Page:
Willemse in naked sense reminds SA of its ‘black quota player’ notion advanced by apartheid-era players labels?

– South Africa is a society replete with ‘quota players’, just check your industry and you will hear apartheid benefactors talking about you as a ‘quota player’ –

Rosa Parks the black American civil rights leader who became famous for refusing to surrender her seat to a white passenger on a segregated Montgomery, Alabama bus, which spurred on the 381-day Montgomery Bus Boycott that helped launch nationwide efforts to end segregation of public facilities, responded to this demand with the words “… my feets [sic] are tired…”

In the aftermath of Ashwin Willemse, former SA player and now Supersport rugby analyst sharing his views before he left the studio in full view and with the explicit intent of showing his disgust, as always South Africa is a flood with views and the social media runs wild articulating the binaries of black and white commentary. In a sense, Willemse emulated what American Rosa Parks stood for. We not sure if his revolt against a system of white rugby dictate will ever birth a true boycott that may realize true transformation.

I am not sure why we are all attempting to take refuge in a claimed Supersport investigation which apparently would give us all the facts which we are told will explain what happened on Saturday. As in the case of Parks, all we have are the words of Ashwin Willemse on the night in question.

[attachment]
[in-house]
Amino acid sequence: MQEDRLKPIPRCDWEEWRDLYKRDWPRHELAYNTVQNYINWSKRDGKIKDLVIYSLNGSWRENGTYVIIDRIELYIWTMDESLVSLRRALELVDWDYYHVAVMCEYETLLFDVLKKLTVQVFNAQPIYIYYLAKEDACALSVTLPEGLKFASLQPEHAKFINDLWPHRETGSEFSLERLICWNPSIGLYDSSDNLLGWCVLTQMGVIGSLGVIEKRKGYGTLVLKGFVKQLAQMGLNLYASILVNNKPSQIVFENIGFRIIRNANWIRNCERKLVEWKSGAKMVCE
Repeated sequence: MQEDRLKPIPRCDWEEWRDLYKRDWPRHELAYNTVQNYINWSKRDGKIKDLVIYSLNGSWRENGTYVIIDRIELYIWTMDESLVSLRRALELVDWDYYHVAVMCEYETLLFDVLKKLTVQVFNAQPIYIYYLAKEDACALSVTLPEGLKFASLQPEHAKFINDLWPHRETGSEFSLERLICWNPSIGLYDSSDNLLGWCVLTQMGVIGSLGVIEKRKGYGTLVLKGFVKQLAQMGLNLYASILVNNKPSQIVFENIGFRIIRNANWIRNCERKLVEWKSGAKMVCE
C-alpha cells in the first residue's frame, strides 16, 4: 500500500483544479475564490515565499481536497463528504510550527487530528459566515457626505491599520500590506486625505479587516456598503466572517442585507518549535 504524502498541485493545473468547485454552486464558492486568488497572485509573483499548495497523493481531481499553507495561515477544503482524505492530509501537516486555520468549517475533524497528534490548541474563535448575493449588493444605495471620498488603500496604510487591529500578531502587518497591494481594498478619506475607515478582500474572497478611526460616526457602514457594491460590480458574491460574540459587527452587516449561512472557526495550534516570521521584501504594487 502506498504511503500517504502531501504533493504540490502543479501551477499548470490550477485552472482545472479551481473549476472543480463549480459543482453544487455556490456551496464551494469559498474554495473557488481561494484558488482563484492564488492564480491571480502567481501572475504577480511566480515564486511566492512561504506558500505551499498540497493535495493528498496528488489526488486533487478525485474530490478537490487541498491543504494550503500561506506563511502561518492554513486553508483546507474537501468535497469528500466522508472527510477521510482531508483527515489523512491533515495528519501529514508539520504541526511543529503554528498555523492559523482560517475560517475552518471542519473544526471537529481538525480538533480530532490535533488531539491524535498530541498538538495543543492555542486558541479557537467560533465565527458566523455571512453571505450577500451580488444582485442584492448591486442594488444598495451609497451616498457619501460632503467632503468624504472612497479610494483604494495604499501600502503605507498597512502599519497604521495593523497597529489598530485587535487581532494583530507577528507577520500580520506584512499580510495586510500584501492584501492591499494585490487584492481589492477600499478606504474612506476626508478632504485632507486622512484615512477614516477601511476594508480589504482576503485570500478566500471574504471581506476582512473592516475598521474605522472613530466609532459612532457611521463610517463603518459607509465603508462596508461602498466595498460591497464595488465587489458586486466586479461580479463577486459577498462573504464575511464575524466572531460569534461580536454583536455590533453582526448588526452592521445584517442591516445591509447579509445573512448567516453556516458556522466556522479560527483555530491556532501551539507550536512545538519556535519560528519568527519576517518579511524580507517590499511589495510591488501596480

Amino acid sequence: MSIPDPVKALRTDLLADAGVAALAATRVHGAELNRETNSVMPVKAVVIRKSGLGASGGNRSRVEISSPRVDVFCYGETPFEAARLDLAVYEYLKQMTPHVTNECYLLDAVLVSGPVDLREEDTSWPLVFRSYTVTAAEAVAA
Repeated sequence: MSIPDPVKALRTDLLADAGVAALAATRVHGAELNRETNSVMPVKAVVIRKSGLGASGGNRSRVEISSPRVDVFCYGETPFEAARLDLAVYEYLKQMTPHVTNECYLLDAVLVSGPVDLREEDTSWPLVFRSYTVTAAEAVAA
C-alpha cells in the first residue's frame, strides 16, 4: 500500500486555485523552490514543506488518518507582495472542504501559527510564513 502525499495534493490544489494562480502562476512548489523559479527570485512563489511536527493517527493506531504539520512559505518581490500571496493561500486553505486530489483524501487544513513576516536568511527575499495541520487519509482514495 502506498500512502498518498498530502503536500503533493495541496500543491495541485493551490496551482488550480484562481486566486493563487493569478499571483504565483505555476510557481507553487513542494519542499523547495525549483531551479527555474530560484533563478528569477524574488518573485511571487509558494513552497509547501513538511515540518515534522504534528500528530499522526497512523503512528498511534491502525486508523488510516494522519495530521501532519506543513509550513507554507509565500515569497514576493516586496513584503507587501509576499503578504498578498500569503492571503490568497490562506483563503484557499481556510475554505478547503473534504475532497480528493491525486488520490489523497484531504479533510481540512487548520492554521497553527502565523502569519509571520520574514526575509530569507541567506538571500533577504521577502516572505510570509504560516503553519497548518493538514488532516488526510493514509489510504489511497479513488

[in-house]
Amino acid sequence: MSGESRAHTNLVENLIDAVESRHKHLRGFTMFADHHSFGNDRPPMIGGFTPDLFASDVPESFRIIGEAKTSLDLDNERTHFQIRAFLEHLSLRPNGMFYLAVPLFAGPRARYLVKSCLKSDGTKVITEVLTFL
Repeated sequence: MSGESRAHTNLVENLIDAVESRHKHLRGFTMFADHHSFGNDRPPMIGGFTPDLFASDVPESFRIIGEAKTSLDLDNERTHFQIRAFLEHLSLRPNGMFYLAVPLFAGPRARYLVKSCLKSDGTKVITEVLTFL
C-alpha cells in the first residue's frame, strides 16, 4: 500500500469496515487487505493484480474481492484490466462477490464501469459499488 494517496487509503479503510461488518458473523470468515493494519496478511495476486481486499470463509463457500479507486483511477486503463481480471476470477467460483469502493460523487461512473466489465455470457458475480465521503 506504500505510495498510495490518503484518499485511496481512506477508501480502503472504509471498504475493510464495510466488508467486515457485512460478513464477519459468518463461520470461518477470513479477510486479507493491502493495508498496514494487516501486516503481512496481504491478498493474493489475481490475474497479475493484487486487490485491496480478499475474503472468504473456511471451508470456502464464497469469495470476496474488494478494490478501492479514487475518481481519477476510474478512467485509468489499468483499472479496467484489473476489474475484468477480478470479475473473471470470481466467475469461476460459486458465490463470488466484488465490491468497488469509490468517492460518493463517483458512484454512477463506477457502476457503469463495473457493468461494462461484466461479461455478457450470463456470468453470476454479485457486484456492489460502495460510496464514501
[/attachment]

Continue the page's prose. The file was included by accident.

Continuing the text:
Perhaps we should look at this and attempt to hear him. Willemse’s two statements cut through the reality of our endemic SA problem, a problem understood and stubbornly anchored in the demon of race. If we know of Parks today it’s for the massive bus revolt birthed and less for her grammatical error of the word feet. I wish to postulate we may just remember Willemse less for the brilliant and deserving wing he was, nor for his analysis often in broken English equal to his colleague Naas Botha, neither for the fact that he has made the Dean’s list to be a Masters student. A mean feat for someone from the backstreets of a Caledon apartheid Coloured Township that duped him into gangsterism. Willemse’s biggest contribution to rugby may just have been what he said on Saturday night.